In October 2011, out of concern for our families’ health and for the environment, we raised the idea of a Takoma Park lawncare pesticide ban. Seth Grimes, a candidate for City Council, responded. Seth was elected and helped us turn our idea into city law. Then, when we joined with parents, activists, and environmentalists around Montgomery County, he answered our call a second time and helped pass the County’s ban.

Seth is running for Montgomery County Council, and he needs our help. He is the sort of responsive, experienced, progressive leader our County needs, now more than ever.

Three years ago, you contacted the council in support of our pesticide bill. Will you step forward again and join us in supporting Seth’s campaign?

Learn more about Seth’s record at sethgrimes.org – his work with Shepherd’s Table and in county social services, to pass a living wage bill, in defense of immigrant rights. One of his signature issues is early childhood education. Seth gets Montgomery County’s needs. Please join us in supporting Seth Grimes for County Council.

(Seth is running for one of four at-large council seats; you may vote for four at-large candidates total.)

Please reply to this message if you’d like campaign updates or to help. And your campaign contribution will help Seth compete: sethgrimes.org/donate.It’s a big county. Your support will help us elect a visionary environmental leader to the Montgomery County Council.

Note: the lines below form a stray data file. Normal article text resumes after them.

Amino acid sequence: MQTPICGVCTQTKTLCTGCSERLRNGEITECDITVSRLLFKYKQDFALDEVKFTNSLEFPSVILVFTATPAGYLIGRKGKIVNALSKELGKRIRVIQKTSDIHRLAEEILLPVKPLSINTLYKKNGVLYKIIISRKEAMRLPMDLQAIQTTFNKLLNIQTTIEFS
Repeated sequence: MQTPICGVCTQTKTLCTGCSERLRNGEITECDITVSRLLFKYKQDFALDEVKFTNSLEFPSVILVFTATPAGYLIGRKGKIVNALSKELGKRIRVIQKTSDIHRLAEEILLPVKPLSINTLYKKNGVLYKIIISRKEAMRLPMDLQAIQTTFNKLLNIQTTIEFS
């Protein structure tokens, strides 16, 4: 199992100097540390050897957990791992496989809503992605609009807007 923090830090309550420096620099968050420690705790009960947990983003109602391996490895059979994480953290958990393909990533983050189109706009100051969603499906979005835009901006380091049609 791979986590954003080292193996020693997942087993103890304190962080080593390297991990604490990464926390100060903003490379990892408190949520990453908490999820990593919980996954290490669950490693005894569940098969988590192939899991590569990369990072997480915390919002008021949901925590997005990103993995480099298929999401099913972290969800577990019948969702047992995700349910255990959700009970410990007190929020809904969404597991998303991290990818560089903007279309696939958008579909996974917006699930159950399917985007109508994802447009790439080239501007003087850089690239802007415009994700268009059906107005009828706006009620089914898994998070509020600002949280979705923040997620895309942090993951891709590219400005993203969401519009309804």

Thank you so much!

Julie Taddeo and Catherine Cummings

P.S. Seth is proud to have won environmentalist endorsements from Mike Tidwell (Chesapeake Climate Action Network), Brenda Platt (Institute for Local Self Reliance), and Bob Bingaman (Sierra Club). (Affiliations are listed for identification only.)

“Seth has the skills, knowledge, contacts, and vision we need in county leaders”

“Seth has the skills, knowledge, contacts, and vision we need in county leaders”

I’m gratified to have the support of Takoma Park community leaders Diana and Howard Kohn.

“Dozens of candidates are running for office in 2018. Seth Grimes – a former Takoma Park councilmember, an environmental champion, and an accomplished community advocate – rises to the top in the race for Montgomery County Council, at large.”

The Kohns’ full letter…